• Dona Stewart

For Sancerre Lovers! What does a '72 Sancerre Taste Like?

My friend Benoit Roumet (former director of the Wines of the Cenrtre-Loire) recently wrote about an enchanting tasting at Domaine Jean-Max Roger on his Sake Loire blog HERE. It is in French - my translation below (apologies for any errors). Be sure to see the pics on his post. Enjoy the virtual visit! Domaine Jean-Max Roger: Suspended in Time Benoit Roumet -

Nestled in the heart of the village of Bué in the Sancerrois, a visit to the domaine Jean-Max Roger is a moment out of time, first because we are in a dead zone so no phone calls, texts or other electronics disturb the visit and tasting, but also because the estate sells its wines, both reds and whites, only after two, three or potentially many more years of aging.

Accompanied by Bertrand Daulny, former director de SICAVAC (interprofessional laboratory of the Central Loire), Christian Renard, former vineyard manager at Veuve Cliquot, et Juli Roumet, Japanese sommelier (with whom I have had the opportunity to share my life), I had the privilege to spend a long time in the cellars of the estate.

A little history

Jean Mark moved in following his parents in 1972 (we will return to this year again). At first, having no press, they shared one with a neighboring wine maker. Little by little, the estate grew, even going beyond the Sancerrois to plant in Menetou-Salon. Today, it covers 34 hectares, 28 in the Sancerre appellation and 6 in Menetou-Salon, managed by Thibault and Etienne who joined the estate in 2004.

On the ground, some silex for Sancerre rosé near Bannon (in the commune de Vinon in the south of the Sancerre appellation), some kimméridgien in Menetou-Salon (Morogues commune) and for white Sancerre 70% limestone pebbles and 30% ‘terres blanches’ (clay and limestone).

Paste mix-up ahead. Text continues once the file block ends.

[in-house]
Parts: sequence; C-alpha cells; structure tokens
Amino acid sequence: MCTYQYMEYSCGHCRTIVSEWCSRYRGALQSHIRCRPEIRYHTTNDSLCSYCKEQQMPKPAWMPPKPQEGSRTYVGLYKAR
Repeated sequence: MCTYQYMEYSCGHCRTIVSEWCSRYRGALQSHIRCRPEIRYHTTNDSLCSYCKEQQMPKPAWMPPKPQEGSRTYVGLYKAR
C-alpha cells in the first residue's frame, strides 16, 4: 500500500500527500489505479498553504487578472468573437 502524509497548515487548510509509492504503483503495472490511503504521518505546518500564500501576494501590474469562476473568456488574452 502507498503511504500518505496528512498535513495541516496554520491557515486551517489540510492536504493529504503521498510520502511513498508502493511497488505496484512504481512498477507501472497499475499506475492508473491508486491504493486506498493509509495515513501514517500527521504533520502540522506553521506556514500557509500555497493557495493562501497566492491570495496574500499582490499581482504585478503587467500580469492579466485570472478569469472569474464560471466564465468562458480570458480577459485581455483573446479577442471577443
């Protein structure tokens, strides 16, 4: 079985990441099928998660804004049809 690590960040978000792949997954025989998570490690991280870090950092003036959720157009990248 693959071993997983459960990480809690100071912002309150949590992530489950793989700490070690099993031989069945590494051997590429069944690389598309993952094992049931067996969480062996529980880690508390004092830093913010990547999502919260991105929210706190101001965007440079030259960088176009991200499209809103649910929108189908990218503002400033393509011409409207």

A little viticulture

In the vineyard, work is continuously ongoing to increase sustainability, trying new techniques to avoid the negative impacts of over working the soil such as the use of green fertilizers and grasses. Pruning is Guyot-Poussard (more beneficial for sap transport pathways), updated by François DAL of SICAVAC, which is practiced on vines planted at a density of 7,000 to 8,000 feet per hectare (minimum in Sancerre: 6,500 feet/ha).

For harvest, 60% is done by machine, with built in sorting, 40% is harvested by hand, especially the reds, which are grown on inaccessible slopes.

A little winemaking

No conveyers or pumps, all the grapes arrive in large crates that are mounted and emptied in the presses for the rosés and the whites or in the destemmer for the reds.

For the whites, after cold settling 48 – 72 hours, fermentation begins thanks to indigenous yeasts, ensuring most of the sugar converts to alcohol. Selected yeasts finish the fermentation, in recent years there has been an increase in the alcohol level of the region’s wines. For Thibaut is has been necessary to adapt to these new conditions, keeping fermentations long but retaining aromatic sharpness. After fermentation, the wine rests on lees as long as necessary “because in this estate we take the time to wait for the wines”. The Menetou-Salon Blanc, sold in 2022, is the result of the 2018 vintage and the Sancerre Rouge comes from 2014.